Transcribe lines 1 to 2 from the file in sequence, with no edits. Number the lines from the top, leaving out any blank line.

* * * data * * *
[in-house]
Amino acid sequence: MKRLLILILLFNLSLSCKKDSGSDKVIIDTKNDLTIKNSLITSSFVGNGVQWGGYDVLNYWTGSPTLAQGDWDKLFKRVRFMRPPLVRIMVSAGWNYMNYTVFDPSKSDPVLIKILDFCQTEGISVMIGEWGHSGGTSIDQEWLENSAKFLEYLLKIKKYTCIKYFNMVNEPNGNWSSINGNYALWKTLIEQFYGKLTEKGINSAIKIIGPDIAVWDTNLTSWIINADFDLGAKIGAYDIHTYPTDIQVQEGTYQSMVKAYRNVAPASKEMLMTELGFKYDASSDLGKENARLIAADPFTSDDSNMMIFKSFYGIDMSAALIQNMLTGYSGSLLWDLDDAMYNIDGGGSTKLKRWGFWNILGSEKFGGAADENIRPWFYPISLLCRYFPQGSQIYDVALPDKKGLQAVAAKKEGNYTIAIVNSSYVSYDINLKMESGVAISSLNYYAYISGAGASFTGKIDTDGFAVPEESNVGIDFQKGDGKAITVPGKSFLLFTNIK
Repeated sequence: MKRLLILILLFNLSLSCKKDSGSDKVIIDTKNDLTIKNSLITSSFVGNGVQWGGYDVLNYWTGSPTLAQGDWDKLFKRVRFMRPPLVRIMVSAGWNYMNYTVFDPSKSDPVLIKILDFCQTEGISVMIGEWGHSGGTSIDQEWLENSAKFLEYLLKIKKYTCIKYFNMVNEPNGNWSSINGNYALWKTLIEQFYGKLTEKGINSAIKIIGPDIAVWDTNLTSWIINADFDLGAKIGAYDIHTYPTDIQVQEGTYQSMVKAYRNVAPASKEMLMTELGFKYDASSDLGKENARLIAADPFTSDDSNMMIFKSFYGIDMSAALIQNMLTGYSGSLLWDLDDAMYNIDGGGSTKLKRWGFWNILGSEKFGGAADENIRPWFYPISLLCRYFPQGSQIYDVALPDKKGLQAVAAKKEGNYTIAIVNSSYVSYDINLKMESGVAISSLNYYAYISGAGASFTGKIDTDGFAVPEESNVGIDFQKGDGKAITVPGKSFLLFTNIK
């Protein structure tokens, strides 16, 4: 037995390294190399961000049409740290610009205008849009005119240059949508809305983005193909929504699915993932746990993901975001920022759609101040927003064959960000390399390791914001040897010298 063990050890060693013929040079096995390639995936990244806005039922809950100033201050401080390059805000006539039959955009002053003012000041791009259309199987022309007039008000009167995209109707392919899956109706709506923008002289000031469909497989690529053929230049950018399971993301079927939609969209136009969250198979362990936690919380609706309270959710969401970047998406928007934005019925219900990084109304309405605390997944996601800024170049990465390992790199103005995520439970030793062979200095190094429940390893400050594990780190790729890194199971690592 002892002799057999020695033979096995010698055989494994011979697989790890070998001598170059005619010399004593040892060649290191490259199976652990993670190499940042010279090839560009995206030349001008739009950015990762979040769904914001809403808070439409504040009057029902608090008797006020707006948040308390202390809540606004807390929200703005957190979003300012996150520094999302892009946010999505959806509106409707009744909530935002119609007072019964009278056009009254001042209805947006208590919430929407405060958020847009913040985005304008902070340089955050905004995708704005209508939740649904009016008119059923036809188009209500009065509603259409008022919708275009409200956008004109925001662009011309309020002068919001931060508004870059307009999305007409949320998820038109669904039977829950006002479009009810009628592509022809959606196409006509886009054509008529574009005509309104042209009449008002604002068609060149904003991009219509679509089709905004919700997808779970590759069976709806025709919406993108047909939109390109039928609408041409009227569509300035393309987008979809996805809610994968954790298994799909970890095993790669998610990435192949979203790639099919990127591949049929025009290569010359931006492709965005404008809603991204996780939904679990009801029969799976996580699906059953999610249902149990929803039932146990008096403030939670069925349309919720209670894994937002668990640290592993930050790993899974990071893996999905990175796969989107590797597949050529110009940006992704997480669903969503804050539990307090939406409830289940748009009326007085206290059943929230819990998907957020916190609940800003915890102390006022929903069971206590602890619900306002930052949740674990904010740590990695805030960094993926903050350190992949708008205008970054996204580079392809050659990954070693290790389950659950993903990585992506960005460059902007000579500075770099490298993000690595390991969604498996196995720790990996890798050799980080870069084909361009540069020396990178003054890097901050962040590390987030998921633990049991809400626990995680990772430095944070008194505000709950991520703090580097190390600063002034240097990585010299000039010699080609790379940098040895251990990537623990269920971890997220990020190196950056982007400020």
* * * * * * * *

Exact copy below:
[in-house]
Amino acid sequence: MKRLLILILLFNLSLSCKKDSGSDKVIIDTKNDLTIKNSLITSSFVGNGVQWGGYDVLNYWTGSPTLAQGDWDKLFKRVRFMRPPLVRIMVSAGWNYMNYTVFDPSKSDPVLIKILDFCQTEGISVMIGEWGHSGGTSIDQEWLENSAKFLEYLLKIKKYTCIKYFNMVNEPNGNWSSINGNYALWKTLIEQFYGKLTEKGINSAIKIIGPDIAVWDTNLTSWIINADFDLGAKIGAYDIHTYPTDIQVQEGTYQSMVKAYRNVAPASKEMLMTELGFKYDASSDLGKENARLIAADPFTSDDSNMMIFKSFYGIDMSAALIQNMLTGYSGSLLWDLDDAMYNIDGGGSTKLKRWGFWNILGSEKFGGAADENIRPWFYPISLLCRYFPQGSQIYDVALPDKKGLQAVAAKKEGNYTIAIVNSSYVSYDINLKMESGVAISSLNYYAYISGAGASFTGKIDTDGFAVPEESNVGIDFQKGDGKAITVPGKSFLLFTNIK